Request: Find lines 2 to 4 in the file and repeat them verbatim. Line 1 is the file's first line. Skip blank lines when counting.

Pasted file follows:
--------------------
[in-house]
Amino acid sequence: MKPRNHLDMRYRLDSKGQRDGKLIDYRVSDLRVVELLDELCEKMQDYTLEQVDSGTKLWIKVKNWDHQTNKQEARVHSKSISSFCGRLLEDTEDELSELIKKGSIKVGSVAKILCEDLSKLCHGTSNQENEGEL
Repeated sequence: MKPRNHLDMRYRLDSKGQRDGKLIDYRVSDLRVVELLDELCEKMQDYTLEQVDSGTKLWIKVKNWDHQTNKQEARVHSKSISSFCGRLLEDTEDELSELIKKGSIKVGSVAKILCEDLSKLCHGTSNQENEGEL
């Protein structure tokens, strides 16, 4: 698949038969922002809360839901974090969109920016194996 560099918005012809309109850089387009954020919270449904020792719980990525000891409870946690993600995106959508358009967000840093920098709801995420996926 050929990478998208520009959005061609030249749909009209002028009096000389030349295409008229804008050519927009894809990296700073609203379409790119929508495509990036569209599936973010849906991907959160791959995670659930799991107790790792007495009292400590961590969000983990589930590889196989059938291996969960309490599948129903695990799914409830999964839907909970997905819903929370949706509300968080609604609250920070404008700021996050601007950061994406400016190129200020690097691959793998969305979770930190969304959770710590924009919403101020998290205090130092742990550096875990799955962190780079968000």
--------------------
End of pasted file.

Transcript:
Amino acid sequence: MKPRNHLDMRYRLDSKGQRDGKLIDYRVSDLRVVELLDELCEKMQDYTLEQVDSGTKLWIKVKNWDHQTNKQEARVHSKSISSFCGRLLEDTEDELSELIKKGSIKVGSVAKILCEDLSKLCHGTSNQENEGEL
Repeated sequence: MKPRNHLDMRYRLDSKGQRDGKLIDYRVSDLRVVELLDELCEKMQDYTLEQVDSGTKLWIKVKNWDHQTNKQEARVHSKSISSFCGRLLEDTEDELSELIKKGSIKVGSVAKILCEDLSKLCHGTSNQENEGEL
């Protein structure tokens, strides 16, 4: 698949038969922002809360839901974090969109920016194996 560099918005012809309109850089387009954020919270449904020792719980990525000891409870946690993600995106959508358009967000840093920098709801995420996926 050929990478998208520009959005061609030249749909009209002028009096000389030349295409008229804008050519927009894809990296700073609203379409790119929508495509990036569209599936973010849906991907959160791959995670659930799991107790790792007495009292400590961590969000983990589930590889196989059938291996969960309490599948129903695990799914409830999964839907909970997905819903929370949706509300968080609604609250920070404008700021996050601007950061994406400016190129200020690097691959793998969305979770930190969304959770710590924009919403101020998290205090130092742990550096875990799955962190780079968000």